What to drink during a workout

Did you know that many athletes don’t know what, when and how much they should drink during training? Many of us pay close attention to our diet to maximize our performance and body composition. We spend hours searching for a new supplement that may help us get an edge over our competition. But how many of us actually think about hydration? 

Sure, we all take a water bottle with us to the gym. However, many athletes still start their training sessions or competition events dehydrated. In this post, we’ll cover the ins and outs of proper hydration so you can maximize your performance. 

Do you need to drink during a workout?

The short answer to this question is yes. During your workouts, the body relies on water to do multiple things, including

  • Regulate the temperature of the body 
  • Support proper cardiovascular function 
  • Allow adequate blood flow into the muscles 
  • Support cognition and psychological efforts 
  • Help with proper neuromuscular function

Losing anywhere from 2 to 4% of your body mass in water during a workout can severely impair performance. The body finds it more challenging to control temperature, especially if in a warm environment, and your skills and cognition may be affected. 

Therefore, drinking enough during exercise is an essential factor that every athlete should consider. 

What to drink when exercising

Figuring out what to drink during exercise can be confusing. Should you try sports drinks? Is water enough? 

Water is always a great option. It is what the body needs to stay hydrated. However, there’s another crucial part to the story – sodium. 

Sodium is an electrolyte or a charged mineral that we usually find in water and foods. You’ve probably heard about it in relation to your table salt, as it contains this mineral. Sodium’s job in the body is to help maintain the fluid balance and help us move things into our cells. Some other essential electrolytes include potassium, chloride, calcium, and magnesium. 

In addition, our body doesn’t always absorb water very well. It all has to do with some basic chemistry. 

For the body to absorb water, water has to move into the bloodstream and our tissues. It does so through a variety of ways, one of which is called a passive and osmotic gradient. This form of movement follows a simple principle – things go from an area of large to small concentration.

Simply, this means that water will go from where there’s a lot of it to where there is little of it. 

Our blood has a specific concentration of water. Therefore, the best way to move water into the blood is by drinking something that has a higher water concentration. Sports drinks and electrolyte sports drinks play on this fact. Their electrolyte and carbohydrate content can alter the efficiency of water absorption. Adding multiple sources of sugars or maltodextrin to your drinks can increase water absorption, and so can electrolytes. However, the drinks need to be lower in concentration than our blood (hypotonic) or the same concentration as our blood (isotonic).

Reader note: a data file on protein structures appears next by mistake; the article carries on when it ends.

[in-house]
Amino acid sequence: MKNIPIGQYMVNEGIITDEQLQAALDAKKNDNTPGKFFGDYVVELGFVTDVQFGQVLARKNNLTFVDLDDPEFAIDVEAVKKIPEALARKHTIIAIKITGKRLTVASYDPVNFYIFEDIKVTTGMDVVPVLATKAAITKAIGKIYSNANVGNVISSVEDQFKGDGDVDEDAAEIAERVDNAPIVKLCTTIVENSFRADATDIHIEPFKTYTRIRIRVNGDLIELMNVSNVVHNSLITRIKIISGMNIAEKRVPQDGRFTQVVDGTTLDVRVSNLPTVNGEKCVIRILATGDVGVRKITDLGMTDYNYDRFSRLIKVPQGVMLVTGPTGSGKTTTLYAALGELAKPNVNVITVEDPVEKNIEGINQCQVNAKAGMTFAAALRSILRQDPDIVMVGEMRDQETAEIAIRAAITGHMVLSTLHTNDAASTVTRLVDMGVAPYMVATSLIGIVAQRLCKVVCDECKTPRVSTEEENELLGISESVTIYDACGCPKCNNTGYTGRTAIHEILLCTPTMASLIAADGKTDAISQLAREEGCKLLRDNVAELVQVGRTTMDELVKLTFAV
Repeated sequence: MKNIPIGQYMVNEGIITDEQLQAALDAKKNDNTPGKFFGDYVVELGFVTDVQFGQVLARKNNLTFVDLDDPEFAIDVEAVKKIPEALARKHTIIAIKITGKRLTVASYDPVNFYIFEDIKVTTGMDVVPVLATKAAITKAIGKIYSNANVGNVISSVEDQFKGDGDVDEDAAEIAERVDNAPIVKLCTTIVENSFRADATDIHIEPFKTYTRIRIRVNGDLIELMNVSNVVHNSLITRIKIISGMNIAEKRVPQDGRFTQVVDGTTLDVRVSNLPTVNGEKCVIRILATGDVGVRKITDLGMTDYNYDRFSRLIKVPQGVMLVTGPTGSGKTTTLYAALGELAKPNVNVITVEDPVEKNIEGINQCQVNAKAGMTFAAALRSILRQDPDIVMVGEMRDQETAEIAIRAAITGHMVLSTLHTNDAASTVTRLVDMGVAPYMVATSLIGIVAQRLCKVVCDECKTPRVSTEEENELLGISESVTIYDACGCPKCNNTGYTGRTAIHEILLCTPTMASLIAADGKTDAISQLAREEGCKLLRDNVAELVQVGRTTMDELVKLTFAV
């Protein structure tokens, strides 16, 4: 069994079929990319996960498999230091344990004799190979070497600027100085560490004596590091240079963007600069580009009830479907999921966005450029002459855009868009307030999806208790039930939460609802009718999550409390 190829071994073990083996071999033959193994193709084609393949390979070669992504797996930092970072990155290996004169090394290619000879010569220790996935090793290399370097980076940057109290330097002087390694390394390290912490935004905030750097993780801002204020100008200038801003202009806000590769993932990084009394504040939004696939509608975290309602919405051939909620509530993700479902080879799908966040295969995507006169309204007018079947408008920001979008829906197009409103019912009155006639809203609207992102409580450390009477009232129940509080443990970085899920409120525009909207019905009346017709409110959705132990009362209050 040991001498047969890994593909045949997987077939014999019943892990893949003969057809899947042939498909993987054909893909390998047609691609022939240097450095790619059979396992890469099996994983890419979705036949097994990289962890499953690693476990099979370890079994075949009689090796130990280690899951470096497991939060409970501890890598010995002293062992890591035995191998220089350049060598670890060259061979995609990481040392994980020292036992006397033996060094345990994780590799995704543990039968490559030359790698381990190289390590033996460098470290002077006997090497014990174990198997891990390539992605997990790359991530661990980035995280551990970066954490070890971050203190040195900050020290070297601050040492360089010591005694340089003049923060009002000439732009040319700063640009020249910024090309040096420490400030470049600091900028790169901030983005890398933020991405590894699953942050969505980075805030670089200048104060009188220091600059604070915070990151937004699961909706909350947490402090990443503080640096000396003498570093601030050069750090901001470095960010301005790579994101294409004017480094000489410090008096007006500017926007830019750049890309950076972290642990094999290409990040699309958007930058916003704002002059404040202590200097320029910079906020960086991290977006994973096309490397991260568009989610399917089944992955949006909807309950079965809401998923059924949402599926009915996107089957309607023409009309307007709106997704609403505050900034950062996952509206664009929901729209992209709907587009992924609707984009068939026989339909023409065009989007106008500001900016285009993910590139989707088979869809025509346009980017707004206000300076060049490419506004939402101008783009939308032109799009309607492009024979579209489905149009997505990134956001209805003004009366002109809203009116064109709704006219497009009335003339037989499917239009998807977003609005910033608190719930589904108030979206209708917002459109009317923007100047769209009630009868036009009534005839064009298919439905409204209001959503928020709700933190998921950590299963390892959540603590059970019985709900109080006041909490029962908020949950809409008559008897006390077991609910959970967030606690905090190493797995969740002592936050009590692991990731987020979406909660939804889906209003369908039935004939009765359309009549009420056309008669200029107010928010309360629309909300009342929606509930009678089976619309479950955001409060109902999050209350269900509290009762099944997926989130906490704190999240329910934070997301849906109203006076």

When deciding what to drink, stick to water if you’re training light or training for under 45 minutes to an hour. If you’re a heavy sweater, you’re training intensely, in heat, or for over an hour, choose a sports drink that has plenty of sodium and electrolytes. 

What is the best supplement to drink during a workout?

Obviously, water is a great choice when exercising. But say you’re working out for a long time, or you’re a profuse sweater. What are the best sports drinks for hydration in that case? 

The best supplements to drink during a long workout are usually electrolyte solutions. Make sure that your electrolyte solution is isotonic or hypotonic and contains plenty of sodium. Some electrolyte powders, like Maxler Electrolyte Powder, come in a convenient sachet form, so you can easily take them with you wherever. 

The best sports drinks for battling dehydration and keeping you supported during a long workout are those that combine electrolytes and some sugars. Ideally, they should be isotonic and contain more than one type of sugar, as that allows the body to take up the sugars more efficiently. 

Therefore, to support hydration, stick to electrolyte supplements and sports drinks with some sugars and electrolytes. 

What not to drink when exercising

There are a few drink types that won’t serve you much during a workout. These include juices, as juices are high in sugar but typically lower in sodium. Save juice for a different occasion, such as your post-training snack. 

Want to learn more about post-training nutrition for recovery? Check out our post